As always, if I can help you with anything, please call me at the grain office in Readfield at 920-667-4955, ext 2 or send me an email at marcus.cordonnier@chsinc.com.

Marcus Cordonnier

Awards 13 $1,000 Scholarships

CHS Larsen Cooperative is proud to announce that they have awarded $13,000 in scholarships. This is the eighteenth year they have offered a scholarship program for their customers; already helping over 264 students. CHS Larsen Cooperative’s trade territory has expanded and they have felt the need to return support to the communities that help support their cooperative.

$1,000 Scholarship Winners

CHS Larsen Cooperative offered this scholarship to graduating high school seniors and currently enrolled post high school education. The 13 students that received the 2018 scholarship are as follows: Bailey Adams of Stevens Point, parents are Larry and Lisa Adams; Jenna Breitenfeldt of Wausau East, parents are Wayne and Lori Breitenfeldt; Jason Ebert of Clintonville, parents Tim and Crystal Ebert; Madeline Egan of Omro, parents are John and Sheri Egan; Paige Hein of Seymour, parents are Joe and Beth Hein; Kelsey Potratz of Omro, parents Wes and Lorie Potratz; Sarah Rohm of Seymour, parents are Keith and Paula Rohm; Megan Schuh of Freedom, parents are Brent and Carrie Schuh; Zachary Sievert of Pulaski, parents are Rod and Ann Sievert; Brett Van Dyck of Appleton, parent Andy and Laurie Van Dyck; Matt Verhasselt of Freedom, parents are Mike and Marney Verhasselt; Jacob Viergutz of Clintonville, parents are David and Connie Viergutz, and Colin Wussow of Bonduel, parents are Ron and Nicolle Wussow.

Apply for 2019 Scholarships Today

The criteria and 2019 application is on the website CHSLarsenCooperative.com. The deadline for the CHS Larsen Cooperative scholarship is March 15, 2019. Visit the website to apply for next year or call 1-800-924-6677.

CHS Larsen Cooperative is proud to support our local youth. It pays to invest in our local future industry leaders.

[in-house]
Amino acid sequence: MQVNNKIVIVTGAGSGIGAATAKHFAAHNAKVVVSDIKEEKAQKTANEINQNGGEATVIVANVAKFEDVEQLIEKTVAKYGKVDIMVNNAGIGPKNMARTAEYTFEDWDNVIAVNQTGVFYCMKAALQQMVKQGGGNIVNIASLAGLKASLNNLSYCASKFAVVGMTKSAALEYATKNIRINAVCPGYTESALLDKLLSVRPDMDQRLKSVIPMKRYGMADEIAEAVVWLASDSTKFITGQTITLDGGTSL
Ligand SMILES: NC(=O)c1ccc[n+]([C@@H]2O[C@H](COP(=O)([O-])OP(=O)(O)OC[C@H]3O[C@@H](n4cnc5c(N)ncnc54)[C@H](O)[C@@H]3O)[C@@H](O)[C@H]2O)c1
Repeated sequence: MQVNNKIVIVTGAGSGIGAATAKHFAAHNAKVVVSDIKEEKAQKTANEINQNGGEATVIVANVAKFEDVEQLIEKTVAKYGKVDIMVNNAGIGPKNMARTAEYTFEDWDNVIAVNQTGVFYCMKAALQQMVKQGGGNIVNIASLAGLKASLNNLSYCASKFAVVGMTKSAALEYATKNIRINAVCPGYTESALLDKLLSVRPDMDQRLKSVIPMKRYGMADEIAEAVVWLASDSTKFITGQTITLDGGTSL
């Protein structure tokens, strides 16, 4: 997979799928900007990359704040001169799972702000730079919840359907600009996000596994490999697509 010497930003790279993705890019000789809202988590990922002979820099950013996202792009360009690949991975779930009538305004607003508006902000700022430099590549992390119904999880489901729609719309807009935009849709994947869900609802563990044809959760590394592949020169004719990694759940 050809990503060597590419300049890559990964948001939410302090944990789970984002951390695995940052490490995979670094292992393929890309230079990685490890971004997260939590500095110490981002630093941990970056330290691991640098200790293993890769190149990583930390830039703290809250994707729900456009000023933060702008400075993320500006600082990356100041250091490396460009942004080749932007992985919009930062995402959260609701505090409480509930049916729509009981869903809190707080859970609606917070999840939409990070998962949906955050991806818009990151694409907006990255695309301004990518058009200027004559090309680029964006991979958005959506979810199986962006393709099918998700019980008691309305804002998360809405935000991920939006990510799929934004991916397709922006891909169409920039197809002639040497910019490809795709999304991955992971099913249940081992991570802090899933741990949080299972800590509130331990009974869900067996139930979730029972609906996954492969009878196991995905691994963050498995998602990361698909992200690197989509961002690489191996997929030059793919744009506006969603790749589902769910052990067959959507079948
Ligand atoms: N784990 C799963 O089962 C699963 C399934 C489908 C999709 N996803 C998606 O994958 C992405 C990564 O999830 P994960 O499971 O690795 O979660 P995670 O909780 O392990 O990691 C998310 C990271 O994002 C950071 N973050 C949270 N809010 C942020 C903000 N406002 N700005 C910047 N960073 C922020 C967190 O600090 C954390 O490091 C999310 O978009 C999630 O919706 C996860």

Why It’s a Great Idea to Lock in Propane

 

As we approach the contracting, pre-pay, budget season for propane, it’s a good idea to look at why proactive options are a great way to take the guesswork out of your future LP needs. By contracting/locking in your future propane needs for the upcoming heating or crop drying season, you have the peace of mind of knowing you have the propane you will need for the fall and winter of 2018/2019.

Over the last five years, we have seen extreme volatility in propane prices. Remember when prices were over $5.00 a gallon? Did you know inventories in season with heavy usage periods have caused prices to spike and supplies to be stretched during the extreme cold periods of winter–I think the weather folks use the term “Polar Vortex” instead of Alberta Clipper now? Just last winter, inventories of LP in the upper Midwest were well below the 5 year average mark, which caused some propane suppliers to go to forced allocation/maximum delivery gallons of 200 gallons per stop. Because CHS Larsen Co-op Supports propane contracting, pre-pay, budget, and summer fill programs so heavily, we lock-in propane gallons during the summer with our suppliers so you, our customers, don’t need to worry come fall and winter.

Most of our competitors will buy propane gallons in season on the open market, which could be a problem if non-contracted gallons are scarce and expensive. At CHS Larsen Co-op, we lock-in these needed gallons by purchasing futures propane contracts for in-season heating and crop drying needs. As one of our customers, when you lock-in propane gallons you have the advantage of knowing you will have the propane you need, when you need it, at the agreed upon price–no hassle, no worries, no guesswork of wondering how high propane prices will go when the cold arrives.

Last year we saw propane prices surge past $2.00 a gallon during the extended cold weather periods in January and early February.  CHS Larsen Co-op customers that locked in propane at a substantially lower price during the summer contracting period of 2017 did not have to be concerned about surging LP prices or supply/inventory issues. Looking forward at the 2018/2019 heating and crop drying season, we once again face lower propane inventories at this point in time due to heavy and growing exporting of US product to expanding world markets. This demand is not just heating needs but mainly for manufacturing needs as propane is a major component of many finished products. This scenario, just like last year, leads us to believe we will see cost of propane jump up during the cold months/heating season. The best way to combat this future price increase is to contract your needed gallons this summer and to take advantage of the CHS Larsen summer fill program so you do not have to worry about your heating needs for this winter.

CHS Larsen Co-op is just a phone call away. We are here to take the uncertainty and guesswork away in helping you lock-in your propane needs.